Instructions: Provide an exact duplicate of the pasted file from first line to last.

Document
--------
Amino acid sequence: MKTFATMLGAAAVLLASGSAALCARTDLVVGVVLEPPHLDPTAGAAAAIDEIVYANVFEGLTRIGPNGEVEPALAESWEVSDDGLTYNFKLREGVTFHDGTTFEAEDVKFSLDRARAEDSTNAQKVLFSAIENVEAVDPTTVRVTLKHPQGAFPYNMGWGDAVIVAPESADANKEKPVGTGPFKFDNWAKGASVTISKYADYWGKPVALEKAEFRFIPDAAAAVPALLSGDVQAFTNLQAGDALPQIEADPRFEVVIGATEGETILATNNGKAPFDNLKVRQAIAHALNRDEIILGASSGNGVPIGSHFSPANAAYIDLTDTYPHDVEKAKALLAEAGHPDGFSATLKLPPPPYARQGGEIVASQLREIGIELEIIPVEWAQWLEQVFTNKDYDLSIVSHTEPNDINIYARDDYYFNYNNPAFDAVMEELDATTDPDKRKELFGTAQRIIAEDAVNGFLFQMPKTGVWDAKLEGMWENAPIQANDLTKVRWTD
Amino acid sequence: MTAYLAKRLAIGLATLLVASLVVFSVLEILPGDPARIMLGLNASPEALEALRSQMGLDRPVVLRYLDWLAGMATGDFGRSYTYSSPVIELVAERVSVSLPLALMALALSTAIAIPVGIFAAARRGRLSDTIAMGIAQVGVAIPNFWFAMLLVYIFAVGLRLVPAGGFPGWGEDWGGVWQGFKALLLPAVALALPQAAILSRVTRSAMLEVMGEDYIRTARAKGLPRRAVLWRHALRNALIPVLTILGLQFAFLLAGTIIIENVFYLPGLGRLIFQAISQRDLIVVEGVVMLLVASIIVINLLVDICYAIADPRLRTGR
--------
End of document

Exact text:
Amino acid sequence: MKTFATMLGAAAVLLASGSAALCARTDLVVGVVLEPPHLDPTAGAAAAIDEIVYANVFEGLTRIGPNGEVEPALAESWEVSDDGLTYNFKLREGVTFHDGTTFEAEDVKFSLDRARAEDSTNAQKVLFSAIENVEAVDPTTVRVTLKHPQGAFPYNMGWGDAVIVAPESADANKEKPVGTGPFKFDNWAKGASVTISKYADYWGKPVALEKAEFRFIPDAAAAVPALLSGDVQAFTNLQAGDALPQIEADPRFEVVIGATEGETILATNNGKAPFDNLKVRQAIAHALNRDEIILGASSGNGVPIGSHFSPANAAYIDLTDTYPHDVEKAKALLAEAGHPDGFSATLKLPPPPYARQGGEIVASQLREIGIELEIIPVEWAQWLEQVFTNKDYDLSIVSHTEPNDINIYARDDYYFNYNNPAFDAVMEELDATTDPDKRKELFGTAQRIIAEDAVNGFLFQMPKTGVWDAKLEGMWENAPIQANDLTKVRWTD
Amino acid sequence: MTAYLAKRLAIGLATLLVASLVVFSVLEILPGDPARIMLGLNASPEALEALRSQMGLDRPVVLRYLDWLAGMATGDFGRSYTYSSPVIELVAERVSVSLPLALMALALSTAIAIPVGIFAAARRGRLSDTIAMGIAQVGVAIPNFWFAMLLVYIFAVGLRLVPAGGFPGWGEDWGGVWQGFKALLLPAVALALPQAAILSRVTRSAMLEVMGEDYIRTARAKGLPRRAVLWRHALRNALIPVLTILGLQFAFLLAGTIIIENVFYLPGLGRLIFQAISQRDLIVVEGVVMLLVASIIVINLLVDICYAIADPRLRTGR